HMRC is alerting people who have made a provisional claim for business asset rollover relief (ROR) that time is running out to make a valid claim. In this post, we take a closer look at rollover relief and what HMRC is asking some taxpayers to do.

What is rollover relief?

Rollover relief can be used to delay paying capital gains tax. It applies if you sell or dispose of certain business assets and then use part or all of the proceeds to buy new assets. It also applies if you use the proceeds to improve assets that you already have.

You can also get provisional relief. This applies if you plan to buy new assets with the proceeds, but haven’t yet done so.

What assets does the relief apply to?

The qualifying assets for rollover relief are listed below. We’re pretty sure that rollover relief on spacecraft and space stations will apply to very few readers, though!

  • Interests in buildings or part of them
  • Interests in land
  • Fixed plant and machinery
  • Goodwill
  • Fish quotas
  • Milk, potato or ewe and suckler cow premium quotas
  • Payment entitlements under the single payment scheme or basic payment scheme
  • Lloyd’s syndicate capacities
  • Ships, aircraft, hovercraft, satellites, space stations and spacecraft

What about rollover relief eligibility?

These are the rules for qualifying for business asset rollover relief.

  1. You need to buy the new assets within three years of selling or disposing of the old ones. You also qualify if you buy the new assets up to one year before disposing of the old ones.
  2. Your business must be trading at the time of both selling and buying the assets
  3. You have to use the new assets in your business

If you don’t qualify for full relief, you may qualify for partial relief. This is possible if:

  • You reinvest part of the proceeds from sold assets
  • The old assets were only partly used in your business
  • You use the proceeds to buy depreciating assets (fixed plant or machinery, or an asset with a maximum life expectancy of 60 years)

If you buy depreciating assets, the tax isn’t necessarily deferred until you dispose of them. Instead it is deferred until the earliest of:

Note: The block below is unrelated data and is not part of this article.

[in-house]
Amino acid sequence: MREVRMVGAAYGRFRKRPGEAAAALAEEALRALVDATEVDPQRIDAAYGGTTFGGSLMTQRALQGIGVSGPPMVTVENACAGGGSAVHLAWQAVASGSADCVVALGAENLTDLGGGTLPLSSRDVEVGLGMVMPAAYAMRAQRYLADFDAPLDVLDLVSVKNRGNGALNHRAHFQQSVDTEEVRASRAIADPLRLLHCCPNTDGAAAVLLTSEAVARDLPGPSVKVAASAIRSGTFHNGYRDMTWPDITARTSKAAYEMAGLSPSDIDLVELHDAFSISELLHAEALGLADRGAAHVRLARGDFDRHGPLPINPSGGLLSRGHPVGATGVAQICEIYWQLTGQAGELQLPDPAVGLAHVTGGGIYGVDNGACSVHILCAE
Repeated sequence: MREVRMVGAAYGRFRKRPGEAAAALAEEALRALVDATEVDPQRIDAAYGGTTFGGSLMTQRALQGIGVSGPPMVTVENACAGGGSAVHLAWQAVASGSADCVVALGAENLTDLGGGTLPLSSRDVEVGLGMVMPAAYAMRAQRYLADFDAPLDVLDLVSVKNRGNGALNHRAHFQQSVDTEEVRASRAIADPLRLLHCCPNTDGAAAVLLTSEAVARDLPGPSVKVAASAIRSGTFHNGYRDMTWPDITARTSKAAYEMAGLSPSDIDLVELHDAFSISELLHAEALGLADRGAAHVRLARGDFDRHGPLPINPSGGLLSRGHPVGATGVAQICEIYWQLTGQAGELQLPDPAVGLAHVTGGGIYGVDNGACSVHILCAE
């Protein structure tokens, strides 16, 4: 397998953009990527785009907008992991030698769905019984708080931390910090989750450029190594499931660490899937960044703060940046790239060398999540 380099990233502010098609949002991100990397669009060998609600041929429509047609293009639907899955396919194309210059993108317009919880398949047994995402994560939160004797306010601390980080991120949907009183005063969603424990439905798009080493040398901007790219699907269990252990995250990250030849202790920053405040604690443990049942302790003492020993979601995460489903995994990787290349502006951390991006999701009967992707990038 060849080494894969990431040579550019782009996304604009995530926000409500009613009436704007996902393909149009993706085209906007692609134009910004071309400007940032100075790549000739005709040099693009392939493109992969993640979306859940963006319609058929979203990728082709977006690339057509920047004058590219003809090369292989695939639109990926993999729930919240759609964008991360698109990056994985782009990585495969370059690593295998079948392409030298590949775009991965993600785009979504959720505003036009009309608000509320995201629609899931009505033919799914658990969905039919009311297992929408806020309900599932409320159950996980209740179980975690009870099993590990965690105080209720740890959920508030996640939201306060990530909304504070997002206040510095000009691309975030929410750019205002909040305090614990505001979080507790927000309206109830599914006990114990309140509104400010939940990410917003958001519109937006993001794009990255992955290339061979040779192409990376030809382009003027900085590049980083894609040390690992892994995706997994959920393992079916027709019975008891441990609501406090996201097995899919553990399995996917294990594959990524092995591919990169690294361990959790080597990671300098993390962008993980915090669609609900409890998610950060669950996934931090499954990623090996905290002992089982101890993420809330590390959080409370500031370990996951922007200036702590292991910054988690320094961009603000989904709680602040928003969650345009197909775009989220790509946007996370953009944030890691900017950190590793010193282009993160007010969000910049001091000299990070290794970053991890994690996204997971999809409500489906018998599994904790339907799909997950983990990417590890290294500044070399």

1. When you dispose of the assets
  2. When you stop using the assets
  3. Ten years from when you acquired the assets.

How long do I have to claim rollover relief?

You need to claim rollover relief within 4 years after the tax year in which you bought the new asset or, if it happened later, when you sold the old one.

What is HMRC writing to taxpayers about?

HMRC is writing to taxpayers who have made a provisional claim for rollover relief, but haven’t made a valid full claim.

It is focusing on people who made a provisional claim in the 2020/21 tax year. It is telling them that the deadline for a valid claim is 31st January 2025.

If you are this position, you have two options. First, if you have bought a new asset or do so before the deadline, you should complete this form to tell HMRC. If you will not have bought a new asset before the deadline, you need to withdraw your provisional claim. This will reduce the amount of interest you pay.

In some instances, HMRC will extend the deadline. However, it will do this on a case-by-case basis.

If you’d like to learn more about capital gains tax reliefs and allowance, check out our blog on the topic. Alternatively, get in touch with one of our friendly, expert accountants today.

 

Need further advice on any of the topics being discussed? Get in touch and see how we can help.

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    About Karen Jones

    Having worked for one of the world’s largest accountancy firms, Karen Jones uses her tax knowledge and skills to help clients obtain substantial reductions to their tax liabilities.

    With an expanding portfolio of tax clients, Karen enjoys the variety her work brings her and particularly likes working with new businesses and people. With a growing number of tax clients, she frequently faces a variety of challenges and relishes the experience she gains as she solves them.

    Karen likes the THP ethos: “I like the way the team has a professional, but friendly and down-to-earth approach – it creates a productive atmosphere that benefits everyone.”

    Karen’s specialist skills:

    • Personal Taxation
    • Tax Efficient Planning
    • Trust Administration
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